The United States of Embarrassment: How Concerns about the World’s View of America Propelled Justice Department Action in Civil Rights
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In the infancy of the Cold War, the Department of Justice submitted a series of amicus curiae briefs to the Supreme Court in support of civil rights for the first time in history. Curiously, these amicus briefs were laden with rhetoric about the hindrance the international spotlight on American racial discrimination had on foreign relations, national security, and America’s good image as a beacon of freedom and democracy. Why did the Department of Justice submit amicus briefs in Supreme Court cases concerning civil rights? Did the Department’s amicus briefs sway the Court in favor of racial equality? Did Truman encourage the Department’s involvement? Following World War II, the United States was in direct competition with the Soviet Union for international ideological, military, geopolitical, and monetary influence, especially regarding Third World nations emerging from decolonization in Africa and Southeast Asia. Armed with reports of mistreatment of African Americans in the U.S., the Soviet Union, allies, and Communist-associated countries were able to effectively demonstrate to those newly-emerging nations and the rest of the world that capitalism was innately flawed and denied minorities economic, legal, and social equality. That international pressure led directly to Truman’s Department of Justice intervening in landmark Supreme Court cases concerning civil rights through amicus curiae briefs, marking the first time in history that the U.S. government took an official, documented stand against segregation. The decision to initially intervene set a precedent for future judicial involvement by the Department of Justice, and led to the dismantling of the ‘separate but equal’ doctrine established by Plessy v. Ferguson in 1896. Figures within Truman’s Department of Justice, more so than Truman himself, were key in the writing and submission of amicus briefs in support of civil rights to the Supreme Court. Examining amicus curiae briefs, Supreme Court rulings, memos, press releases, and speeches revolving around Shelley v. Kraemer (1948), Henderson v. United States (1950), and Brown v. Board of Education (1954), it is clear that President Truman’s Department of Justice, carried on into Eisenhower’s presidency, had a significant hand in building the legal momentum of the civil rights movement.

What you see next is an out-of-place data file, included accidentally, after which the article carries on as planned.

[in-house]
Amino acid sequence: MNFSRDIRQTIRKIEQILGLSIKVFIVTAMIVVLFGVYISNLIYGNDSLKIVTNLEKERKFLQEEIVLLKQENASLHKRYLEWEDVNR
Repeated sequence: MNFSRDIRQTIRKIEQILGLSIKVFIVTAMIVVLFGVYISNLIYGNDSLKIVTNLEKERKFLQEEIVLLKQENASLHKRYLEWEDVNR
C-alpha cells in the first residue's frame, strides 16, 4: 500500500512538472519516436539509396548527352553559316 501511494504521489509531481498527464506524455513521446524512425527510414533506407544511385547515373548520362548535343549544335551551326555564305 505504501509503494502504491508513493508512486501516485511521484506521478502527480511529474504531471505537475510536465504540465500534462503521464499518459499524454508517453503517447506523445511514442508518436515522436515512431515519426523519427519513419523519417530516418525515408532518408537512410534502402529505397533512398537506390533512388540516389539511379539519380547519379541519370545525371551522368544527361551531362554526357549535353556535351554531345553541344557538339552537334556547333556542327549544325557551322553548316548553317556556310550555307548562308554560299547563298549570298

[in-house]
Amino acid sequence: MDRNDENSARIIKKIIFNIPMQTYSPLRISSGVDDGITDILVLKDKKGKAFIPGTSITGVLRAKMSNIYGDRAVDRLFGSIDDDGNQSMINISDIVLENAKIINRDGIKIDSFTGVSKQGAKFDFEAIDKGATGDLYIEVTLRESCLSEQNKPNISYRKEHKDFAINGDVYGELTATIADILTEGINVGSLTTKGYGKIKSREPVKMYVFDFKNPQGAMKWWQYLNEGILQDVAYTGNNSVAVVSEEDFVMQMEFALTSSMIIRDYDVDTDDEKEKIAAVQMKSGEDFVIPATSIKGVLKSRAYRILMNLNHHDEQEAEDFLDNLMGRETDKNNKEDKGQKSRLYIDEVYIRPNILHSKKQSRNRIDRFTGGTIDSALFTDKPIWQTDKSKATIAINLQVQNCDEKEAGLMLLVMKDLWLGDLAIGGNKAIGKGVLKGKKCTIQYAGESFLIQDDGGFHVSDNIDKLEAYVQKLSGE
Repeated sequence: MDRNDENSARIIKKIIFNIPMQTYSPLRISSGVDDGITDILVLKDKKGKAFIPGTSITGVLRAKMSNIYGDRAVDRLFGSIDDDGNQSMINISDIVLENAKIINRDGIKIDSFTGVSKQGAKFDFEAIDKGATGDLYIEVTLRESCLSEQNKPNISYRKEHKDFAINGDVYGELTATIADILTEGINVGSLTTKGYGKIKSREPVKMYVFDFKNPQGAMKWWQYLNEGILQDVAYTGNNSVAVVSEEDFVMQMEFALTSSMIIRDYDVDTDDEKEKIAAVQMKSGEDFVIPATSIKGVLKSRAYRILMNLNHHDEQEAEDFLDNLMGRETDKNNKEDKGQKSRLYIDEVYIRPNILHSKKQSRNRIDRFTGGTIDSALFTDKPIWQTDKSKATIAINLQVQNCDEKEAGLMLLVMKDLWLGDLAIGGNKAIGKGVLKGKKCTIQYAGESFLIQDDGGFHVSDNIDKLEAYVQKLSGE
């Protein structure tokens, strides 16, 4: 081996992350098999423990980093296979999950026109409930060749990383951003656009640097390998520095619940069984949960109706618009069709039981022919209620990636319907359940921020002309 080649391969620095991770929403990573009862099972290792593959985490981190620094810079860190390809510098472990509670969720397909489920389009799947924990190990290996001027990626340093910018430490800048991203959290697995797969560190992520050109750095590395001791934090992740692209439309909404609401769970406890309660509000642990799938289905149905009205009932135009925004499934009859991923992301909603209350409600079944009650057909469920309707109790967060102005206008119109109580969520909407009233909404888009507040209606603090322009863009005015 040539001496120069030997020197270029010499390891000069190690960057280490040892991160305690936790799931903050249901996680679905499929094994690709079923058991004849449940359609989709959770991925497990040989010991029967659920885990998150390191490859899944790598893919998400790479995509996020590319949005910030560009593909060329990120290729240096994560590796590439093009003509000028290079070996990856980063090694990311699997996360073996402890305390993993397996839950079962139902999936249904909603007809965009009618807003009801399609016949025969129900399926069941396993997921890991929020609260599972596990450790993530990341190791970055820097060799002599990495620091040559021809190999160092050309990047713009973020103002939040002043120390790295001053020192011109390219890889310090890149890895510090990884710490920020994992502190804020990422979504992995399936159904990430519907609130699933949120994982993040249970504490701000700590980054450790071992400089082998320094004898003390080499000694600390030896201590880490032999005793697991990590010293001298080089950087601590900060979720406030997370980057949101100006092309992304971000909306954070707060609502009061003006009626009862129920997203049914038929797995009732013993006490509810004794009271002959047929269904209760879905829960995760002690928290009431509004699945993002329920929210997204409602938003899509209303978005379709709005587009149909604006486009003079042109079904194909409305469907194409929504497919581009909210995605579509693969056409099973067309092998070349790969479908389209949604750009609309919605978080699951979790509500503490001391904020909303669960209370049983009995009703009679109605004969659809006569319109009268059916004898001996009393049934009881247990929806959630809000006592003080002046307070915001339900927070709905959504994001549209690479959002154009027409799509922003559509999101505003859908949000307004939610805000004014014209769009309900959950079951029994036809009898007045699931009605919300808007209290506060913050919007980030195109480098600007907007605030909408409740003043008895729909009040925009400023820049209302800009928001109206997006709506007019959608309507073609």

Table of Contents
Introduction -- Land of the free -- Truman's balancing act -- "Limited scope and jurisdiction" -- Shelly v.Kraemer -- Miles to go -- Henderson v. United States -- Brown v. Board of Education of Topeka (1954) -- The Supreme Court's decision in historical context -- Conclusion
M.A. (Master of the Arts)